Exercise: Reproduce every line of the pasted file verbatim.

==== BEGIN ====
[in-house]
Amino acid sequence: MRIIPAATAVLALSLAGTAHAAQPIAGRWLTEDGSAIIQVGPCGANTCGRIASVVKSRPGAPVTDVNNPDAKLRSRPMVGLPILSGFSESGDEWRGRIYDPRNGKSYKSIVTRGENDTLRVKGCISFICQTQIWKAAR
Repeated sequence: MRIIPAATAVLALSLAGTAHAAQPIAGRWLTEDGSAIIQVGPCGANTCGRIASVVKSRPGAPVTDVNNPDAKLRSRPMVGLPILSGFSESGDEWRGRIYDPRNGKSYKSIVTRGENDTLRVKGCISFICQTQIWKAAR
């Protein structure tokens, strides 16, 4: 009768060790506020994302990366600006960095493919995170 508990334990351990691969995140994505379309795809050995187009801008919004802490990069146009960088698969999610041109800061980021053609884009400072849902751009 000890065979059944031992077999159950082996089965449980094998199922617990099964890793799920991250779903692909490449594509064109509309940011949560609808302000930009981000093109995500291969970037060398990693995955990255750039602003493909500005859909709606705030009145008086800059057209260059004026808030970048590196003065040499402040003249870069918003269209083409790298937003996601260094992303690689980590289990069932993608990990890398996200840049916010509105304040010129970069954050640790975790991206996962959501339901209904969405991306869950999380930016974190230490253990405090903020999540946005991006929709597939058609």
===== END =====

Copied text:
[in-house]
Amino acid sequence: MRIIPAATAVLALSLAGTAHAAQPIAGRWLTEDGSAIIQVGPCGANTCGRIASVVKSRPGAPVTDVNNPDAKLRSRPMVGLPILSGFSESGDEWRGRIYDPRNGKSYKSIVTRGENDTLRVKGCISFICQTQIWKAAR
Repeated sequence: MRIIPAATAVLALSLAGTAHAAQPIAGRWLTEDGSAIIQVGPCGANTCGRIASVVKSRPGAPVTDVNNPDAKLRSRPMVGLPILSGFSESGDEWRGRIYDPRNGKSYKSIVTRGENDTLRVKGCISFICQTQIWKAAR
């Protein structure tokens, strides 16, 4: 009768060790506020994302990366600006960095493919995170 508990334990351990691969995140994505379309795809050995187009801008919004802490990069146009960088698969999610041109800061980021053609884009400072849902751009 000890065979059944031992077999159950082996089965449980094998199922617990099964890793799920991250779903692909490449594509064109509309940011949560609808302000930009981000093109995500291969970037060398990693995955990255750039602003493909500005859909709606705030009145008086800059057209260059004026808030970048590196003065040499402040003249870069918003269209083409790298937003996601260094992303690689980590289990069932993608990990890398996200840049916010509105304040010129970069954050640790975790991206996962959501339901209904969405991306869950999380930016974190230490253990405090903020999540946005991006929709597939058609």